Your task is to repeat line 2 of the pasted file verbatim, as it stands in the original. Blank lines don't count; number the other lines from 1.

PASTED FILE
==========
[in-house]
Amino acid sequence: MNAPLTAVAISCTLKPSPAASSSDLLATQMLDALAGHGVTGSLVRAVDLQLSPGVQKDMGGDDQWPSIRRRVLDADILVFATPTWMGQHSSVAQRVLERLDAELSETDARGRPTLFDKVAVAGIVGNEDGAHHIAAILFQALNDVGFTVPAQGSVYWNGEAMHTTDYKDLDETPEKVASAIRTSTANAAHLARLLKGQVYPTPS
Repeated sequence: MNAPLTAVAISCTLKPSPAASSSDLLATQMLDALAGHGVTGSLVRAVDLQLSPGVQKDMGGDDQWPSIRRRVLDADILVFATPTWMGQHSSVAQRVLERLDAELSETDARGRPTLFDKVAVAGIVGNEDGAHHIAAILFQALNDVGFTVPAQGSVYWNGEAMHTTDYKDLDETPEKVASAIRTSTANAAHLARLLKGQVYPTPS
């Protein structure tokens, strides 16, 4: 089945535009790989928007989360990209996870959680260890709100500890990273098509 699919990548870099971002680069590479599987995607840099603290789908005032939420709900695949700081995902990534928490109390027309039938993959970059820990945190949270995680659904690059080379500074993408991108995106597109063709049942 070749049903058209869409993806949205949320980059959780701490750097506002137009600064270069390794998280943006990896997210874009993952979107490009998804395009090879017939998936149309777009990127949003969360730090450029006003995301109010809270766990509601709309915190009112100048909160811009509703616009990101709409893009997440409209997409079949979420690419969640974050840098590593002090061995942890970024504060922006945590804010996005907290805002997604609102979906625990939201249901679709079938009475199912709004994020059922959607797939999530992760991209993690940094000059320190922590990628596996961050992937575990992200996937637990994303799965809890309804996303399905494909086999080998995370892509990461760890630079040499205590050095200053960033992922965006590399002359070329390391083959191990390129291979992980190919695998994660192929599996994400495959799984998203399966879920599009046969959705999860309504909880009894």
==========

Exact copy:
Amino acid sequence: MNAPLTAVAISCTLKPSPAASSSDLLATQMLDALAGHGVTGSLVRAVDLQLSPGVQKDMGGDDQWPSIRRRVLDADILVFATPTWMGQHSSVAQRVLERLDAELSETDARGRPTLFDKVAVAGIVGNEDGAHHIAAILFQALNDVGFTVPAQGSVYWNGEAMHTTDYKDLDETPEKVASAIRTSTANAAHLARLLKGQVYPTPS